Founded in 2011, the Silicon Valley startup makes platooning technology that can be installed in existing fleets of truck. The company has raised $78 million in venture capital from a wide range of industry partners and venture firms, including NGP. Peloton’s experience also highlights how complicated it is to bring autonomy to trucking.
Persuading various companies that make the brake systems to allow the Peloton technology to access their components took a couple of years, Asel said.
Even if it’s taking a while for all those autonomous pieces to fall into place, a company like Peloton can still have a big impact in the short term.
“You can use semi-autonomous driving to reduce the distance between the lead and following truck and you can save 10 percent on gas,” Asel said. “That will be on the market in a few months.”
But to highlight NGP’s larger vision, it helps to look at the other end of that investment spectrum at Deliveroo, a U.K.-based startup that uses a combination of bicycles, scooters and cars to deliver meals from local restaurants. It’s a fiercely competitive market, but Deliveroo has raised a staggering $860 million in venture capital from a broad range of investors that also includes NGP.
Meal delivery sounds mundane. Companies like Domino’s Pizza have had home delivery for decades, after all. But a company like Deliveroo is extending on-demand ordering to a wider range of local merchants, Asel said. And as it does so, it’s creating a delivery network that can be potentially expanded to other goods and services.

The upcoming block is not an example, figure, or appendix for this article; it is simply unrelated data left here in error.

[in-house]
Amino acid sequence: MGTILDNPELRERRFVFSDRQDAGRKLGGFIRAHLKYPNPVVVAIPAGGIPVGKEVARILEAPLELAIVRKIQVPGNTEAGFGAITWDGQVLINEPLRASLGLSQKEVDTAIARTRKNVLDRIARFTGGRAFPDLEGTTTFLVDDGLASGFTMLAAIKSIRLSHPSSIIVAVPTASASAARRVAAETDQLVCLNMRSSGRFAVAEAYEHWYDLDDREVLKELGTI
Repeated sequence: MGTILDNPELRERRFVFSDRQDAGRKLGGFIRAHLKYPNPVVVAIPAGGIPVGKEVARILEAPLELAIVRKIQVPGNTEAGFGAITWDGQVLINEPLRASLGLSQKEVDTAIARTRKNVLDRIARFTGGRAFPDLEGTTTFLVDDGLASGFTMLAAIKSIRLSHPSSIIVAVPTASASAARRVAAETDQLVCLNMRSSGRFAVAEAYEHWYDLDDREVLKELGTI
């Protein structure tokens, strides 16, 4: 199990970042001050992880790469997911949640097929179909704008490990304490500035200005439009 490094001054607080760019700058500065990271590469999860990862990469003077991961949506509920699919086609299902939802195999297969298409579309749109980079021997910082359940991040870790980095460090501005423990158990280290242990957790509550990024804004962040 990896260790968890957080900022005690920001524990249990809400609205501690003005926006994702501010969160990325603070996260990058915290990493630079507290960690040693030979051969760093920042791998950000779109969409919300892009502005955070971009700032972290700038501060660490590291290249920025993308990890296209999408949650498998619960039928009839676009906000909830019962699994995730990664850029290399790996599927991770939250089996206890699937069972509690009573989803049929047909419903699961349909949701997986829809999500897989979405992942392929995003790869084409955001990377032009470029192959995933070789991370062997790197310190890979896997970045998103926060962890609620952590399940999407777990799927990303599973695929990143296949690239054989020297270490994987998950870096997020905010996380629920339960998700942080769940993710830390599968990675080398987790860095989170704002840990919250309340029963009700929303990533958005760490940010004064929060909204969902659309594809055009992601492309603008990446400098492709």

And this is where he sees the connection to trucking. As truck fleets move to semi-autonomous and then fully autonomous, shipping prices of many goods are going to tumble dramatically. In addition, new logistics technologies will be deployed that will wring out inefficiencies in everything from freight brokerage services to use of shipping containers.
“We believe as the marginal cost of delivering goods and services declines, there will be a lot more services that people choose to use in terms of last-mile delivery,” Asel said. “If we think through the last-mile implications, it’s not just food delivery. As soon as you start thinking through the ripple effect of this, it really becomes exciting.”
But this all raises a fair question: What’s in it for Nokia?
NGP wants first and foremost to invest in sectors and companies where it sees big opportunity, Asel said. An investment does not necessarily need direct implications for the corporation.
Nokia itself has been in transformation mode for several years, placing a heavier emphasis on technologies like the Internet of Things, cloud computing and pushing development of next-generation 5G mobile networks.
Those more robust networks will be an essential ingredient in allowing better communication and data transfer between all those connected vehicles. In this world, trucks become giant sensors collecting all sorts of valuable information.
“Vehicles are now going to be endpoints in a connected environment,” Asel said. “They are going to have myriad real-time data coming out of them. And that has enormous implications for thinking about not just navigation efficiency, but mapping that data back to smart cities and smart governments to drive better decisions about services, resources and the environment.”
Thinking through the different industries that will play a major role in the data evolution is significant because they will have the potential to positively impact society, he said.